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Spokane, Washington  Est. May 19, 1883

New Multnomah Falls parking fees spark debate, federal review

By Jamie Hale The Oregonian

Multnomah Falls visitors have already had to contend with traffic jams, new timed entry permits and occasional closures. Now some are staring at new parking fees.

A small private parking lot across the street from the waterfall on the Historic Columbia River Highway has become a flashpoint for debate after new parking meters went up last weekend charging visitors up to $20 for what had previously been free spots.

Sasquatch Shuttle – the company that operates the lot, runs a seasonal shuttle service to the falls and offers guided tours of the historic highway – implemented the new parking fees Thursday to alleviate congestion in the Columbia Gorge, the Salem Statesman Journal first reported Friday.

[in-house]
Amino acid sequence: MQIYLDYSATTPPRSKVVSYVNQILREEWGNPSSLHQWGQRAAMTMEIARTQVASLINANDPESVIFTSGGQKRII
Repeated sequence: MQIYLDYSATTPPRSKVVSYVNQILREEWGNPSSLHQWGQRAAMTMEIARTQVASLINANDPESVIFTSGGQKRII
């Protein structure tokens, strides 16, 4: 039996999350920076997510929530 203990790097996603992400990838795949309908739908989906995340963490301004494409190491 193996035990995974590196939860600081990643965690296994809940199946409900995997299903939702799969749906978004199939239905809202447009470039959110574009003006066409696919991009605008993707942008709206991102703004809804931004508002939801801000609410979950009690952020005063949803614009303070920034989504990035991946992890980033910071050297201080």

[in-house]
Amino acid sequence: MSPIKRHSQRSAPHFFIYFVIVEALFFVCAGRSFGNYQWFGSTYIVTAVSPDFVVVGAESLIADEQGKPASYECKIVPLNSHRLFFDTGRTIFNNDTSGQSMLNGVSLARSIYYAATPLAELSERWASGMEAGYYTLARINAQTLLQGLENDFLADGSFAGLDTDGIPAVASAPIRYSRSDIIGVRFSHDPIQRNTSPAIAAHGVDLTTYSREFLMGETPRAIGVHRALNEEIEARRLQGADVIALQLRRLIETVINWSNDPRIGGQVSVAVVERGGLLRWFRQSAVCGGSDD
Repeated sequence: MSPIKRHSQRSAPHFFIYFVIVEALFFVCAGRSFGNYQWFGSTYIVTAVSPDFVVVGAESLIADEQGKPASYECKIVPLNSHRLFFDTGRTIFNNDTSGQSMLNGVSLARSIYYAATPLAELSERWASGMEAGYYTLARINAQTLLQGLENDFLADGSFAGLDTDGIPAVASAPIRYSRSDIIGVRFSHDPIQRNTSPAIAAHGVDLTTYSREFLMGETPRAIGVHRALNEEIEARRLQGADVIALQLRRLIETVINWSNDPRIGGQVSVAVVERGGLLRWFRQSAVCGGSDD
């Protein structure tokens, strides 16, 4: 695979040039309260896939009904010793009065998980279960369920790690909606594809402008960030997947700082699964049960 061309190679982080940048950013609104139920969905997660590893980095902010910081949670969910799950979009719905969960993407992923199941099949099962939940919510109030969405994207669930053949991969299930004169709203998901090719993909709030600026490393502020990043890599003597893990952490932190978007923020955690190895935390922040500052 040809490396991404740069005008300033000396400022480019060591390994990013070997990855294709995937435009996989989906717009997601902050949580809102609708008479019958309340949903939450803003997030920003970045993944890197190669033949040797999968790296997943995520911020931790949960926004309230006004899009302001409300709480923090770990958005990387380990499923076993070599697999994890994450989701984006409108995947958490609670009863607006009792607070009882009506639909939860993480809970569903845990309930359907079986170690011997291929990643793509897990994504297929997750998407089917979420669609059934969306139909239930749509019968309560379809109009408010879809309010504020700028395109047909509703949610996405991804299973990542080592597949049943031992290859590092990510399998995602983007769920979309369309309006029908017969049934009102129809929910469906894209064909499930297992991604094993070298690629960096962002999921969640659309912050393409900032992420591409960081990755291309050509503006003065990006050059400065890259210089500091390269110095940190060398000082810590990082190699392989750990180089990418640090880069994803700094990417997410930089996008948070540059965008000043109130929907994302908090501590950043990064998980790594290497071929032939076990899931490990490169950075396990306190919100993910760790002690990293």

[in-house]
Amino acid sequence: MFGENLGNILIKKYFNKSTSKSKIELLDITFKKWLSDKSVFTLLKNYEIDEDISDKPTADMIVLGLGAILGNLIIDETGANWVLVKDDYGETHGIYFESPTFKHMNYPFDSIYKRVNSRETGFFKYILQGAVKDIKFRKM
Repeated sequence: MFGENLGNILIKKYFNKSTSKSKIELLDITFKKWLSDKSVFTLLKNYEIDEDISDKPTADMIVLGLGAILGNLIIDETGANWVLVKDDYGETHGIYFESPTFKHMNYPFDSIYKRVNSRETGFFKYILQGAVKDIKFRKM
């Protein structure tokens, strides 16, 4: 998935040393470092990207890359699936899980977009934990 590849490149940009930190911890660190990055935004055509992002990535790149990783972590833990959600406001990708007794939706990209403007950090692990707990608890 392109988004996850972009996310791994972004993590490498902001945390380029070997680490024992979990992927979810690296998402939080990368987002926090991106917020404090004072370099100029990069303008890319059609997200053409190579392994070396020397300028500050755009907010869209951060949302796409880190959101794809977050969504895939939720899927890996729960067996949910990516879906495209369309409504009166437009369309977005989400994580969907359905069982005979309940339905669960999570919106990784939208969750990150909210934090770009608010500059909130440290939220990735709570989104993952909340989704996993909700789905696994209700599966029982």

The fees do not affect the main Multnomah Falls parking lot off Interstate 84, which remains free. Sasquatch Shuttle said it has leased the small lot on the historic highway from Union Pacific Railroad and will charge between $5 and $20 based on the day and season.

The fees are reportedly rankling some visitors and have raised concerns within the U.S. Forest Service, which manages Multnomah Falls and is reviewing the situation.

“While the Forest Service is interested in new approaches to reduce congestion and increase traffic safety around Multnomah Falls, we need to ensure it’s done in way that balances public access needs through an equity lens with our responsibilities to protect and preserve this landscape,” the federal agency said in an emailed statement.